Well, turns out it’s Johnny Ace, better known to US wrestling fans as John Laurinaitis, one time director of talent relations for the WWE. Turns out he actually had a serious run in AJPW back in the 90s. Also turns out he was a wrestling aqua sock enthusiast. Having a past as an actual legitimate sportsman instead of some lame extreme “athlete,” Dolphin has to have a bit of a leg up here. Enough blabbering. TO THE MATCH!
0:29 – Dolphin is demoralized as he quickly realizes that Sega Sound Team has also done Johnny Ace’s music. Wikipedia reveals that Johnny Ace’s theme was actually Kickstart My Heart by Motley Crüe. This can only be a mind game. There’s no way anyone would otherwise be willing forgo such a grand entrance song.
1:30 – Things get off to a rocky start, as Dolphin’s clumsy first move is reversed into a swinging neckbreaker. Dolphin starts to take a pretty serious beating at the hands of big Johnny. Good thing he pre-loaded on those pain pills. Note that as Dolphin takes a beating, his life bar drops, but the meter directly above his name increases. This indicates that the crowd is behind him and his momentum is building! They must be remembering that time back in ’88 when he set the single season hit by pitch record. Dolphin’s past in baseball has apparently garnered him some goodwill with the fans.
2:39 – The crowd appears to be very impressed with Dolphin’s apparent love of taking unanswered blows to the face. With each elbow crammed down his throat, Dolphin can feel a groundswell of support rising from the crowd. As they begin chanting his name, Dolphin wonders why they aren’t cheering for the clearly superior athlete. Johnny must be pissed. Dolphin also notes that the crowd is a flat bitmap, and begins to wonder if he is in some kind of existential hell.
3:00 – Realizing his dream is fading, Dolphin digs deep into the bag of tricks he learned at wrestler’s correspondence school, and he starts to mount some offense! The crowd support is making it a little easier for him to time his moves – he’s not out of the woods yet, but he’s narrowing the gap.
4:00 – Dolphin begins to notice that every successful hit he lands on Mr. Ace seems to be increasing the crowd’s support of him as well. Dolphin is confused about Japanese culture and wonders if he should have eaten all that octopus before his match.
5:00 – Ace damn near takes Dolphin’s head off with a lariat from hell, and goes for the cover. Dolphin kicks out before 2, but only at the expense of some of his crowd support. Dolphin fails to see why escaping defeat would somehow lessen his crowd support. Then again, Japan is a strange place. They eat with sticks.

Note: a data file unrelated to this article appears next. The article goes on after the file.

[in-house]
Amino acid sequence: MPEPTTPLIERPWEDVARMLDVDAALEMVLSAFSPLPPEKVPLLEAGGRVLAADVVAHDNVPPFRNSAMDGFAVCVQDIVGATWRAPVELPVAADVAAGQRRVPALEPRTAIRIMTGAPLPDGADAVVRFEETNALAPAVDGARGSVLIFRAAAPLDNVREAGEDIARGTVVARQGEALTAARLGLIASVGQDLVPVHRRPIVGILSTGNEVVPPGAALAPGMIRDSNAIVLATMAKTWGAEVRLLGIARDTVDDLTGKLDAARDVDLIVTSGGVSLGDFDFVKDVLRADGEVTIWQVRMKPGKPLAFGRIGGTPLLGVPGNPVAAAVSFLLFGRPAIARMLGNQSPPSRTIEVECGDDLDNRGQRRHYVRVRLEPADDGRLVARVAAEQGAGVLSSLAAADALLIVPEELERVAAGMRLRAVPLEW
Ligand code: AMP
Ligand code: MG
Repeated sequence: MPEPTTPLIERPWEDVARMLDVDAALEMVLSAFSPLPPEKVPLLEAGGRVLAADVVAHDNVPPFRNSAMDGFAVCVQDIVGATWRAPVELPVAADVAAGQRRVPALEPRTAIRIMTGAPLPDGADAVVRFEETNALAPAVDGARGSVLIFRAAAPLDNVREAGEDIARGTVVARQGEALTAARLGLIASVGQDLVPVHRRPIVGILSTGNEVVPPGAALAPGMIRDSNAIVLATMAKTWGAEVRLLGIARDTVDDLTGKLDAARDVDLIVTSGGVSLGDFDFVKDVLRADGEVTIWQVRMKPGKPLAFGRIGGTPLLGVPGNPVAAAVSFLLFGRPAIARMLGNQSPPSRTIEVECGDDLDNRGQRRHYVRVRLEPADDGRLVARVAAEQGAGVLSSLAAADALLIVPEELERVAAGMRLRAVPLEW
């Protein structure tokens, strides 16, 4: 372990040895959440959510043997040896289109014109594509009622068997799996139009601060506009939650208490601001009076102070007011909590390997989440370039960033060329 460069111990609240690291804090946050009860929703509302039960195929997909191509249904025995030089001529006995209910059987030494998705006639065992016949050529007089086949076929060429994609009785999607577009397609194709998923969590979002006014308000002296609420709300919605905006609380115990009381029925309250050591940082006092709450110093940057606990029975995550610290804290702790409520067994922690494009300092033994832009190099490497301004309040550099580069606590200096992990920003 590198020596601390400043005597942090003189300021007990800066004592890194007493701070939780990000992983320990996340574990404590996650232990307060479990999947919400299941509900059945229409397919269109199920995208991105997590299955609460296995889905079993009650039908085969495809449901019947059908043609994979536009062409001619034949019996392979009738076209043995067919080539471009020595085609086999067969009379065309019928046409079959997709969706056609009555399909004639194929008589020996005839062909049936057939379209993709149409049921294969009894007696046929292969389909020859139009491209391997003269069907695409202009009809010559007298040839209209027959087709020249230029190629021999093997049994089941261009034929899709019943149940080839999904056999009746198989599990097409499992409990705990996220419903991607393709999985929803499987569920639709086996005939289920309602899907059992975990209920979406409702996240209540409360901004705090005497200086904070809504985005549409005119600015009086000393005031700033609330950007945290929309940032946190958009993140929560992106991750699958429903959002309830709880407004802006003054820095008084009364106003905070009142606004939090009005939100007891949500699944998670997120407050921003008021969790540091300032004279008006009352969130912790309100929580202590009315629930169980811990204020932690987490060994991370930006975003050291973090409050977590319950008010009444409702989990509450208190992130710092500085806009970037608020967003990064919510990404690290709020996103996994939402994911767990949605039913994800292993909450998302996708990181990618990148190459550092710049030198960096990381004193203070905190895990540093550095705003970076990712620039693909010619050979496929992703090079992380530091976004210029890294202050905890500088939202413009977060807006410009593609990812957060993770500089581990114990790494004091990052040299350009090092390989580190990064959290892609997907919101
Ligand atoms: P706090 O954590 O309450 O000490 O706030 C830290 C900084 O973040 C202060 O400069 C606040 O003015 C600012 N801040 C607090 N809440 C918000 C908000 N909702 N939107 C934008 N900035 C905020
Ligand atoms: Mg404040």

5:25 – Dolphin has had enough of this crap. If he loses this first match, he’ll have wasted five minutes of his life, and he’ll have to cancel Christmas for at least two of his families. He rolls out of the ring.
Yep, that was a Stone Cold Stunn…. Ace Crusher. Crap. Can’t get worse than that, though, can it? Nobody can pin you outside of the ring, and there doesn’t appear to be a countout here. Dolphin will just sit tight for a bit.
SWEET LORD. Do you SEE that thing? CLEARLY, this second Ace Crusher has done some serious damage to Dolphin’s neck. Why else would it say “Danger” three times and have a little picture of a bomb? Presumably, this means that Dolphin only has 70% more neck left before he explodes. This is not a positive development.
6:10 – After ambling around aimlessly, pondering how to win this match with only 70% neck remaining, Dolphin manages to ram Ace’s head into the ringpost with a satisfying thud. This seems to yield positive results, and Ace doesn’t seem to have been programm… er, trained to deal with this. It isn’t long before Ace is receiving warnings about his cervical spine as well. Weirdly, the crowd loves it. Sick.
8:00 – Hey, we’re starting to have a nice little back and forth here. Maybe now that Mr. Ace fully appreciates that Dolphin is a scumbag who is willing to do anything (within his limited four move arsenal) to avoid defeat, he’s treating him with a little too much respect. Dolphin is not to be respected. Ace will learn this the hard way. Nobody respects Dolphin and gets away with it.
Improbably, after getting elbowed in the face and taking a vertical suplex in the middle of the ring, Dolphin hits a relatively routine belly-to-back suplex…. and then….